top of page

Effect of Set-Structure on Upper-Body Muscular Hypertrophy and Performance in Recreationally-Trained Male and Female

Davies, Timothy B.; Halaki, Mark; Orr, Rhonda; Mitchell, Lachlan; Helms, Eric R.; Clarke, Jillian; Hackett, Daniel A.

Journal of Strength and Conditioning Research: August 2022 - Volume 36 - Issue 8 - p 2176-2185, doi: 10.1519/JSC.0000000000003971


To explore the effect of 1) volume-equated traditional-set and 2) cluster-set structures on muscular hypertrophy and performance after high-load resistance training in the bench press.


21 subjects (12 men and 9 women) performed a 3-week orientation phase then were randomly assigned to one of two 8-week upper-body and lower-body split programs occurring over 3 and then progressing to 4 sessions per week.

They performed 4 sets of 5 repetitions at 85% one repetition maximum (1-RM) using either a:

1. Traditional-set structure (TRAD) that involved 5 minutes of rest between sets only.

2. Cluster-set structure (CLUS) that included a 30-second rest between each repetition and 3 minutes of rest between sets.

To estimate changes in muscular strength, local muscular endurance, regional muscular hypertrophy, and body composition, a 1-RM bench press, repetitions to failure at 70% 1-RM, regional muscle thickness, and dual-energy x-ray absorptiometry were used.

Velocity loss was assessed using a linear position transducer at the intervention midpoint.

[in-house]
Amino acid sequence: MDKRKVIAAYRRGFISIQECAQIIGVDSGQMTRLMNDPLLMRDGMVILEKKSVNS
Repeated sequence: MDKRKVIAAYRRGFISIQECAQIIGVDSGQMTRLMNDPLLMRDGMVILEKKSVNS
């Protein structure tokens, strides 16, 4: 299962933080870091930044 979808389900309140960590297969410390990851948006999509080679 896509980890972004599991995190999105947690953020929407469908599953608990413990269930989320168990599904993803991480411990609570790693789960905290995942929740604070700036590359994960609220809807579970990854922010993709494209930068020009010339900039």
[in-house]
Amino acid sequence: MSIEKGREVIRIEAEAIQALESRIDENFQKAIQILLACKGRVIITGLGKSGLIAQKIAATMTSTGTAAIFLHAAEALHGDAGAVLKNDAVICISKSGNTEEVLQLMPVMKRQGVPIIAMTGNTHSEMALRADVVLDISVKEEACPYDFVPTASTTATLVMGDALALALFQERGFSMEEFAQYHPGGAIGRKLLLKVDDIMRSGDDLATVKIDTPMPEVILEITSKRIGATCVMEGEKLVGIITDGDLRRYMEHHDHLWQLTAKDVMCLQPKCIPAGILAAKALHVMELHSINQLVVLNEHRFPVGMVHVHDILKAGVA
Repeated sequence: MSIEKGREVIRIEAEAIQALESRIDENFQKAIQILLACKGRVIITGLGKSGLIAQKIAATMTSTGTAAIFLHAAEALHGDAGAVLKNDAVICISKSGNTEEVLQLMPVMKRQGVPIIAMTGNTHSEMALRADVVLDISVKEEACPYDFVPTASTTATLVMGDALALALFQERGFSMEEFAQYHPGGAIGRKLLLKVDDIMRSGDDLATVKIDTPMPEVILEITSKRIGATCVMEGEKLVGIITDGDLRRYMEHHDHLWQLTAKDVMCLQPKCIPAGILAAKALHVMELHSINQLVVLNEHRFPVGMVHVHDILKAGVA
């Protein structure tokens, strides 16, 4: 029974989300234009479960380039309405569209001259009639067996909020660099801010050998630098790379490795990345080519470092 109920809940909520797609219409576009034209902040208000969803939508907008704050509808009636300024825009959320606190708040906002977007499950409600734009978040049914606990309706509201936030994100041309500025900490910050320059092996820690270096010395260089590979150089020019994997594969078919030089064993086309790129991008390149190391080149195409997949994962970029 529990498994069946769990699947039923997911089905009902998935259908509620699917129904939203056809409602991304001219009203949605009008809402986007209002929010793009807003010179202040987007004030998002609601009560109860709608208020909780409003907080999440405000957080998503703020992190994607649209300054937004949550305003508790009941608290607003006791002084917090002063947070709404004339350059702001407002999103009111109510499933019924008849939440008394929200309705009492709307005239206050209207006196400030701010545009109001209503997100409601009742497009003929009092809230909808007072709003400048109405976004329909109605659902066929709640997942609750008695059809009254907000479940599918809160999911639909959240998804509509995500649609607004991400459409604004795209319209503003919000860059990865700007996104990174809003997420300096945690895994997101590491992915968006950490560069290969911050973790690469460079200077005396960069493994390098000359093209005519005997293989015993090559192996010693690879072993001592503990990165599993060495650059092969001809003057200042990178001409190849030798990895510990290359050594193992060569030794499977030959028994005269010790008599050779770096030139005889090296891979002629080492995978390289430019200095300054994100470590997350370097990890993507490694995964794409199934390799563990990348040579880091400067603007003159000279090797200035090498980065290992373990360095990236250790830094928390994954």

TRAD demonstrated a significantly greater velocity loss magnitude and muscle thickness of the proximal pectoralis major compared with CLUS.

There were no significant differences between groups for the remaining outcomes, although a small effect size favoring TRAD was observed for the middle region of the pectoralis major.


Two things:

The longer the rest between efforts – whether it’s a single rep or a set of reps – the less fatigue and thus the ability to move a relatively heavy resistance at a faster speed (i.e., recruit the larger and faster type 2X motor units).

All other factors being equal, muscle hypertrophy is triggered due to this sequence:

1. Fatigue occurs.

2. Movement speed slows.

3. The CNS recruits the high threshold and larger type 2X motor units to

continue the task.

4. The end result is greater overall tension is developed in the acting


bottom of page